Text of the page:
Mammas, Don’t Let Your Babies Grow Up To Be Litigators

Mammas, Don't Let Your Babies Grow Up To Be Litigators

When I was growing up, every parent that I knew told  Your Babies, If you want to make big money, be a doctor or a lawyer. Fast forward to 2014, and it’s not what it used to be.

In fact, according to the Bureau of Labor Statistics’ Occupational Outlook Handbook, the median income of lawyers in 2012 was $113,190 per year—but even with this high salary, most litigators don’t have enough savings to retire until they’re in their 60s.

There are plenty of jobs with similar pay

But one of the highest-paying professions has a reputation for Your Baby’s shady behavior and some of the most difficult work environments around.

Entering into private practice as a litigator can feel like sacrificing  Your Baby’s happiness for money. It doesn’t have to be that way though: there are plenty of jobs with similar pay that don’t come with such burdens.

The  Your Babies can be overwhelming

People think litigation is glamorous. The hours are long and unpredictable, and you spend a lot of time away from home on the weekends, but some people still think it’s all worth it to live their dream.

The truth is that starting as a litigator can be an exciting ride for many years. Once your name gets established in the legal field and you start taking cases to trial (called being of counsel), you have more freedom in choosing which cases to take and when to work.

You can set up practices or firms where there are associates (lawyers who have worked with the partner or senior lawyer for a few years) or even junior partners that work on most of the workload while you make key decisions about strategy and cases.

The job market is full of attorneys, but nearly everyone else hates them

According to a survey of Americans by the Economist Intelligence Unit, seventy-one percent of people hold lawyers in low esteem. If we don’t like them, and employers certainly don’t hire them for their loyalty and steadiness in tough times, then what are they good for Your Babies?

There are some service providers out there that have also shied away from litigators because of their perceptions.

I spoke with one partner at a marketing agency who told me that Your Babies many litigators will have their ideas about how things should be done which means the likelihood is that a lawyer will come into the board room with all these preconceived notions about where you should spend your money.

The job market is changing and not necessarily in your favor

The market for new lawyers has always been competitive. What’s new is the trend of fewer large law firms hiring many associate attorneys and instead choosing to hire higher-level (and thus more expensive) attorneys with significant experience in specific fields.

This has created an environment where many new attorneys are not needed and thus makes unemployment figures soar as they work harder and find no relief.

The competition is so fierce that many lawyers graduate from school before they Your Babies can even find a job which forces them to take positions they would never have considered before like taking long-term temp assignments or working part-time in other areas of the law that don’t interest them.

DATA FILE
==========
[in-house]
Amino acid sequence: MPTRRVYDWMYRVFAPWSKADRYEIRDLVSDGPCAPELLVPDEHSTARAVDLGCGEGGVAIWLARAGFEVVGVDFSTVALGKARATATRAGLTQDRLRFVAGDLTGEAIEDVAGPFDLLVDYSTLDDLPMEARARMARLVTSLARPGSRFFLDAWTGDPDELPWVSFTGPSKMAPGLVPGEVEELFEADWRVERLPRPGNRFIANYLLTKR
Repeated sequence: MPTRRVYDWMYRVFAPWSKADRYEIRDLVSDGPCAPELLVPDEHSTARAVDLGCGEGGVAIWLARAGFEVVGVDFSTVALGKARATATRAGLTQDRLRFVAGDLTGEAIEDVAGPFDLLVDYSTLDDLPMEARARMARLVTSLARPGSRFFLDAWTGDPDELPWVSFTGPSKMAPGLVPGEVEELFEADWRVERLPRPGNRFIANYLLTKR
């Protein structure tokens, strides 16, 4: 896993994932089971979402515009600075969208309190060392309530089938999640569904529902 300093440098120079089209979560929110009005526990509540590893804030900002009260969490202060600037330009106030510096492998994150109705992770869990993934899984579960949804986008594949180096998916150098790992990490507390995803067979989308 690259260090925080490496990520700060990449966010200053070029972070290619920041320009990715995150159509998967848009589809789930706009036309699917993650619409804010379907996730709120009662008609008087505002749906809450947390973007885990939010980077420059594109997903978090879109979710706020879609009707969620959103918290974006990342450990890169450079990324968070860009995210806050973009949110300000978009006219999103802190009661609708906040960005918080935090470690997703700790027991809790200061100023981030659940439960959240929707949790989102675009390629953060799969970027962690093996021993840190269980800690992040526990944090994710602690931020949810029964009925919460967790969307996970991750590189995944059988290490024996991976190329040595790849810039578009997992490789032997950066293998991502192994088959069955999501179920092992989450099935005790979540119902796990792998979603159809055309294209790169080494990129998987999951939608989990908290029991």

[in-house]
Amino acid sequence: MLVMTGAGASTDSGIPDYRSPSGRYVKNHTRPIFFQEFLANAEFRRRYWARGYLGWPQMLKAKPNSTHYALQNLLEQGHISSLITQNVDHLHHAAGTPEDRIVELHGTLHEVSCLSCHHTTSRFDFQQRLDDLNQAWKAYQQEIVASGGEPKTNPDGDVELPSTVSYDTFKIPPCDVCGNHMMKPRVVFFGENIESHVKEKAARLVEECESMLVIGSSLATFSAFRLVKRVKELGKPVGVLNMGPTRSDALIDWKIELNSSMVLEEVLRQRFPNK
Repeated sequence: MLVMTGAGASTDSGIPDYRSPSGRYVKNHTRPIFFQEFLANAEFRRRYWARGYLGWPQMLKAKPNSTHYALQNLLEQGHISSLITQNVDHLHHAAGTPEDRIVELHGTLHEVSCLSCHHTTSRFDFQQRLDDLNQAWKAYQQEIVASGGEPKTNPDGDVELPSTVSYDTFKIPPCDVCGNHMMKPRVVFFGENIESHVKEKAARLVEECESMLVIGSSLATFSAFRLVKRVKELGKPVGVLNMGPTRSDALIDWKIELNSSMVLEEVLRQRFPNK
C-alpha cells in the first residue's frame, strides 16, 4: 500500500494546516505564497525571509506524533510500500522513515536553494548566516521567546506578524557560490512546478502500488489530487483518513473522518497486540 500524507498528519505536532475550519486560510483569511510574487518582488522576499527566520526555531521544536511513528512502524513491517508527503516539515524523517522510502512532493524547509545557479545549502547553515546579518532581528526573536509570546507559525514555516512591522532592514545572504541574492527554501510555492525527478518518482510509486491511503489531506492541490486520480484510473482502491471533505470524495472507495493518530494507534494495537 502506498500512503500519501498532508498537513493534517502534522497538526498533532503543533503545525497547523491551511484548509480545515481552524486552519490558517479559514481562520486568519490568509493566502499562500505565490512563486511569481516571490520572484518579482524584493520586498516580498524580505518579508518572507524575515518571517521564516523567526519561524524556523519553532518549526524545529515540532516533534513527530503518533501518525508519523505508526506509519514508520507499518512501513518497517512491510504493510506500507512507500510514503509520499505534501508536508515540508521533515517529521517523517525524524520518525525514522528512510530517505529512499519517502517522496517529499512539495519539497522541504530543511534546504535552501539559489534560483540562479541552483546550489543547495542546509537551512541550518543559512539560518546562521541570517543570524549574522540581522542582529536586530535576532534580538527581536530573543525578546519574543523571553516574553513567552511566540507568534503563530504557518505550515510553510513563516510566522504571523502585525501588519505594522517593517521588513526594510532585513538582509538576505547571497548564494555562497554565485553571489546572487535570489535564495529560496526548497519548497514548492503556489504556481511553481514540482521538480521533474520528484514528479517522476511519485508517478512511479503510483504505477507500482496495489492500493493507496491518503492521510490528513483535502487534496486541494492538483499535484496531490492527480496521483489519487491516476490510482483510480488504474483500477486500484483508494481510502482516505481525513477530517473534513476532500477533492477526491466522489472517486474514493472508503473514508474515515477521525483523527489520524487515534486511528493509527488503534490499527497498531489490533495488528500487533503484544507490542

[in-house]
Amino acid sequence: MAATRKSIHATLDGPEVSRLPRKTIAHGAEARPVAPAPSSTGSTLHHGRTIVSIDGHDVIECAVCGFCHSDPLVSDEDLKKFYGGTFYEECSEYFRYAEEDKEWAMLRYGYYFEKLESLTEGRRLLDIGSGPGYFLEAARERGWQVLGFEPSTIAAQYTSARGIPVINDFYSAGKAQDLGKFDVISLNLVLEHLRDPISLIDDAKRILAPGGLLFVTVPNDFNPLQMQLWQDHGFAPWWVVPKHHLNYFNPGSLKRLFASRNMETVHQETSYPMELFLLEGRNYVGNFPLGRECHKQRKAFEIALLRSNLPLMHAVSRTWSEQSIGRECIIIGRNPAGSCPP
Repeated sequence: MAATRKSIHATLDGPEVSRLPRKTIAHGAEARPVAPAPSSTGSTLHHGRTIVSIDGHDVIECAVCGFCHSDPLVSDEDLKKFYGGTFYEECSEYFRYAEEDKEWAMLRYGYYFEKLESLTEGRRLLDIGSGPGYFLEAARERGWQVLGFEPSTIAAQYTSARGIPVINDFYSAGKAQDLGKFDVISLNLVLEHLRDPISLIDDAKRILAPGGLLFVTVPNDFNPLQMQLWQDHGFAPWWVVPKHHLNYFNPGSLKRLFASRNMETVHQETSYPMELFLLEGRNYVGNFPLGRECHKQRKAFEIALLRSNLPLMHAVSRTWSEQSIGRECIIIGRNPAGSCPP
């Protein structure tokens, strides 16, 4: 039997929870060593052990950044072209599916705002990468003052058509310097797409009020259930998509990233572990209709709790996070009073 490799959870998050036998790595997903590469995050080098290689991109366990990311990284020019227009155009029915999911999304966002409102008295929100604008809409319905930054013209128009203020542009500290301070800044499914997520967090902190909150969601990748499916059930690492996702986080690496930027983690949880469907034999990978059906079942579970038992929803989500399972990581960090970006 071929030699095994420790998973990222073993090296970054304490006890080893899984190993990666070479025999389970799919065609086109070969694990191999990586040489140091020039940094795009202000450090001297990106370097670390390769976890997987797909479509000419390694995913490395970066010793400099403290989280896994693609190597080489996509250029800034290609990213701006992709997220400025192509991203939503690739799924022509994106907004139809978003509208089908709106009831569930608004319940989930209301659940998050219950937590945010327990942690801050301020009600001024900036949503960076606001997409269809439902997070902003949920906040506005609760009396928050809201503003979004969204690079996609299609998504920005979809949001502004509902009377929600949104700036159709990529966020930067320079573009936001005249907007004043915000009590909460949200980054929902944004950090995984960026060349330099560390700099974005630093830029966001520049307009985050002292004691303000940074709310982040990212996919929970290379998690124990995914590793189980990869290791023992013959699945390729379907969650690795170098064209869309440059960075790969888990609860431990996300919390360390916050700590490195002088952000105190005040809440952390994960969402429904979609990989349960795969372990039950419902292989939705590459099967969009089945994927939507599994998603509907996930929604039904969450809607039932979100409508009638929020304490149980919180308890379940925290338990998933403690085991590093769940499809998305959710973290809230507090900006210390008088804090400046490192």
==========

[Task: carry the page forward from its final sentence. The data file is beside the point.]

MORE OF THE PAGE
It’s a personally demanding job

I am a lawyer. I do business law and in this day and age of Your Babies layoffs and job crises, people often ask me what they should do to prepare for their job. This is not the answer they are looking for.

And I’m sorry but it’s not the answer that you want to hear either if you are reading this right now sitting on your couch at 3 pm wondering how to figure out your next move Your Babies.

The truth is: don’t get into a profession that involves representing people or companies in disputes with each other because chances are pretty good that one day soon somebody will walk into your office and tell you that you need to lay off 15% of your staff or take on new partners just so they can stay afloat.

Most people don’t like lawyers

The life of a lawyer is not easy. Day in and day out we are forced to fight with Your Babies against injustice to provide our clients with the best service possible.

If you think I’m exaggerating just do a Google search for why people don’t like lawyers and take a look at some of the articles that pop up.

The common consensus seems to be that the legal profession is poorly regulated and unqualified lawyers are given immense power over those who find themselves on the opposite side of their disputes.

Law school sets you up for failure

The first issue with law school is the degree of competition Your Babies. The total number of applications to law school has increased every year, but in 2013 that number reached a historic high.

There were 52% more applications in 2013 than there were in 2011. So what does this mean? It means that law schools are competing against one another for your  Your Babies application–meaning they have less incentive to reject you on personal grounds or because of grades.

With the average acceptance rate for US law schools hovering around 55% and only about 20% getting full scholarships, the other 75%+ must pay tuition on top of their costs of living expenses. That’s tough for any student going into any field who isn’t flush with cash.

Keep browsing Law Scribd for more updates.

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